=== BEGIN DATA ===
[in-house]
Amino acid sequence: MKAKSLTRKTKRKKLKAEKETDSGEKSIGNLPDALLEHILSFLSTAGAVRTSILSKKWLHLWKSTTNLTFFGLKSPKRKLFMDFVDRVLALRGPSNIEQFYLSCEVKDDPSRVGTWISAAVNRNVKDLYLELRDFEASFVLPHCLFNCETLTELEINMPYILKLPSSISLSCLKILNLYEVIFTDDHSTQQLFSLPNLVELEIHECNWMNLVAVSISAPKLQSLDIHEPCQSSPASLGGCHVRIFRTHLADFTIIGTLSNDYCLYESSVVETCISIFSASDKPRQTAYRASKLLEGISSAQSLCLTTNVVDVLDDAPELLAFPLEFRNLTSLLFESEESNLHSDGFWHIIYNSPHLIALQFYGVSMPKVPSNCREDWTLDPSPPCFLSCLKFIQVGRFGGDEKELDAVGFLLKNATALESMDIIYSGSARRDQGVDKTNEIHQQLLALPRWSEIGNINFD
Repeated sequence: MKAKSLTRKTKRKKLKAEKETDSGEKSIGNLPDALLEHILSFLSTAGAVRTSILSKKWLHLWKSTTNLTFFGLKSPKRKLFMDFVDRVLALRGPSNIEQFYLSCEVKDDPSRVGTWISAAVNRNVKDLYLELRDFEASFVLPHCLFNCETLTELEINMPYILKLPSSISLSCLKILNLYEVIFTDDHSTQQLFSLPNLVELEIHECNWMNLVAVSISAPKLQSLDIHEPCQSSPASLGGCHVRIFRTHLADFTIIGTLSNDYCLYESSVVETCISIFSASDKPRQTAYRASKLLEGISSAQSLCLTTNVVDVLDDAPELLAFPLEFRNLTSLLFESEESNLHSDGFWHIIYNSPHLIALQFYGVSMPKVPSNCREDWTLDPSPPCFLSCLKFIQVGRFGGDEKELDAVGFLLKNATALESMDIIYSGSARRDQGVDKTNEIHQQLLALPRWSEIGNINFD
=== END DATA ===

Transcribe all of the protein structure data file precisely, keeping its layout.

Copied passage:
[in-house]
Amino acid sequence: MKAKSLTRKTKRKKLKAEKETDSGEKSIGNLPDALLEHILSFLSTAGAVRTSILSKKWLHLWKSTTNLTFFGLKSPKRKLFMDFVDRVLALRGPSNIEQFYLSCEVKDDPSRVGTWISAAVNRNVKDLYLELRDFEASFVLPHCLFNCETLTELEINMPYILKLPSSISLSCLKILNLYEVIFTDDHSTQQLFSLPNLVELEIHECNWMNLVAVSISAPKLQSLDIHEPCQSSPASLGGCHVRIFRTHLADFTIIGTLSNDYCLYESSVVETCISIFSASDKPRQTAYRASKLLEGISSAQSLCLTTNVVDVLDDAPELLAFPLEFRNLTSLLFESEESNLHSDGFWHIIYNSPHLIALQFYGVSMPKVPSNCREDWTLDPSPPCFLSCLKFIQVGRFGGDEKELDAVGFLLKNATALESMDIIYSGSARRDQGVDKTNEIHQQLLALPRWSEIGNINFD
Repeated sequence: MKAKSLTRKTKRKKLKAEKETDSGEKSIGNLPDALLEHILSFLSTAGAVRTSILSKKWLHLWKSTTNLTFFGLKSPKRKLFMDFVDRVLALRGPSNIEQFYLSCEVKDDPSRVGTWISAAVNRNVKDLYLELRDFEASFVLPHCLFNCETLTELEINMPYILKLPSSISLSCLKILNLYEVIFTDDHSTQQLFSLPNLVELEIHECNWMNLVAVSISAPKLQSLDIHEPCQSSPASLGGCHVRIFRTHLADFTIIGTLSNDYCLYESSVVETCISIFSASDKPRQTAYRASKLLEGISSAQSLCLTTNVVDVLDDAPELLAFPLEFRNLTSLLFESEESNLHSDGFWHIIYNSPHLIALQFYGVSMPKVPSNCREDWTLDPSPPCFLSCLKFIQVGRFGGDEKELDAVGFLLKNATALESMDIIYSGSARRDQGVDKTNEIHQQLLALPRWSEIGNINFD